- Publisher: Cambridge University Press
- Available in: Hardback
- ISBN: 9781107010376
- Published: June 1, 2012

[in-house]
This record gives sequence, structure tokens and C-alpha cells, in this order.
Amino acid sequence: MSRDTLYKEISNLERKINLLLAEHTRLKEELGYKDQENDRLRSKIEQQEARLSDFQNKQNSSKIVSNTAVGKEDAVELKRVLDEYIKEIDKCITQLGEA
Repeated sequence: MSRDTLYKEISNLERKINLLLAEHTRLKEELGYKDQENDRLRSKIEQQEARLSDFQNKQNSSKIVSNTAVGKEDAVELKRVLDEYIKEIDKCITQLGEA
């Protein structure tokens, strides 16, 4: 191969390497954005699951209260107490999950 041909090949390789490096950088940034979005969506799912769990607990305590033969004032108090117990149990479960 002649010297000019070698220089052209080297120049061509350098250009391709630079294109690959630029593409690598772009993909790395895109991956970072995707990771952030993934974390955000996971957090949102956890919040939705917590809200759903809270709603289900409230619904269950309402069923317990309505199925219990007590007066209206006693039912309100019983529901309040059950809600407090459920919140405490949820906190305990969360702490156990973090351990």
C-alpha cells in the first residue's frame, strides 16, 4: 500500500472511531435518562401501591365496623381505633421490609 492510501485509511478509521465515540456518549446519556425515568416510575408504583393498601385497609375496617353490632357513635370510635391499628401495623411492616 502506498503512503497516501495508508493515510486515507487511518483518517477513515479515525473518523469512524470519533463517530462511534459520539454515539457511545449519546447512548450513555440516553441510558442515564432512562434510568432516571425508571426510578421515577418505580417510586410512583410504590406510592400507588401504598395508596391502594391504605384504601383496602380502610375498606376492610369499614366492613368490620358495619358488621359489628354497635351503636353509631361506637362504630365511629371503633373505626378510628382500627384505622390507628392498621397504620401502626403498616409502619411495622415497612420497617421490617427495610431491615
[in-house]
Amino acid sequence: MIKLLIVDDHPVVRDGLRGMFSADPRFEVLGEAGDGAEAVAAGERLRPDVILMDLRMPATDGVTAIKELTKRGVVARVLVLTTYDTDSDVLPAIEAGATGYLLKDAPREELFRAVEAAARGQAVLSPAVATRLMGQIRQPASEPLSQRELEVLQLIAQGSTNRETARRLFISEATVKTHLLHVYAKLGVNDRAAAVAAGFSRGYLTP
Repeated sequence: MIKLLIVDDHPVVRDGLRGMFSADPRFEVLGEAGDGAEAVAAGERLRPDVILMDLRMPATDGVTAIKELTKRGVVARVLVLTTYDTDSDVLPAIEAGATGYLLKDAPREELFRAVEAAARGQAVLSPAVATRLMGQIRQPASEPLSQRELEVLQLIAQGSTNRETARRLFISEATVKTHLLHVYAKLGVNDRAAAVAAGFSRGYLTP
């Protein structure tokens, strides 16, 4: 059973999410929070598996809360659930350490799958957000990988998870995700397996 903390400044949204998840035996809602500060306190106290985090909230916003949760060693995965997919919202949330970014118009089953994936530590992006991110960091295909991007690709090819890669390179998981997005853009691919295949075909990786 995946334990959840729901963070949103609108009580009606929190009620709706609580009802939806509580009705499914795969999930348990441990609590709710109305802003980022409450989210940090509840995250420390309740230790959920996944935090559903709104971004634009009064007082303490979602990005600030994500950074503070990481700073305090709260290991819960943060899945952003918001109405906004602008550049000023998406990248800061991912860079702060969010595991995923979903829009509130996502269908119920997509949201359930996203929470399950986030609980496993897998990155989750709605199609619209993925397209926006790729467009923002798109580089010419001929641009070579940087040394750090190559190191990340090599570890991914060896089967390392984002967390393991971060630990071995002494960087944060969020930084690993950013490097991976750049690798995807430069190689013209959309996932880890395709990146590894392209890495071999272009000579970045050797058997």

From the early days of colonial rule in India, the British established a two-tier system of legal administration. Matters deemed secular were subject to British legal norms, while suits relating to the family were adjudicated according to Hindu or Muslim law, known as personal law. This important new study analyzes the system of personal law in colonial India through a reexamination of women’s rights. Focusing on Hindu law in western India, it challenges existing scholarship, showing how – far from being a system based on traditional values – Hindu law was developed around ideas of liberalism, and that this framework encouraged questions about equality, women’s rights, the significance of bodily difference, and more broadly the relationship between state and society. Rich in archival sources, wide-ranging, and theoretically informed, the book illuminates how personal law came to function as an organizing principle of colonial governance and of nationalist political imaginations.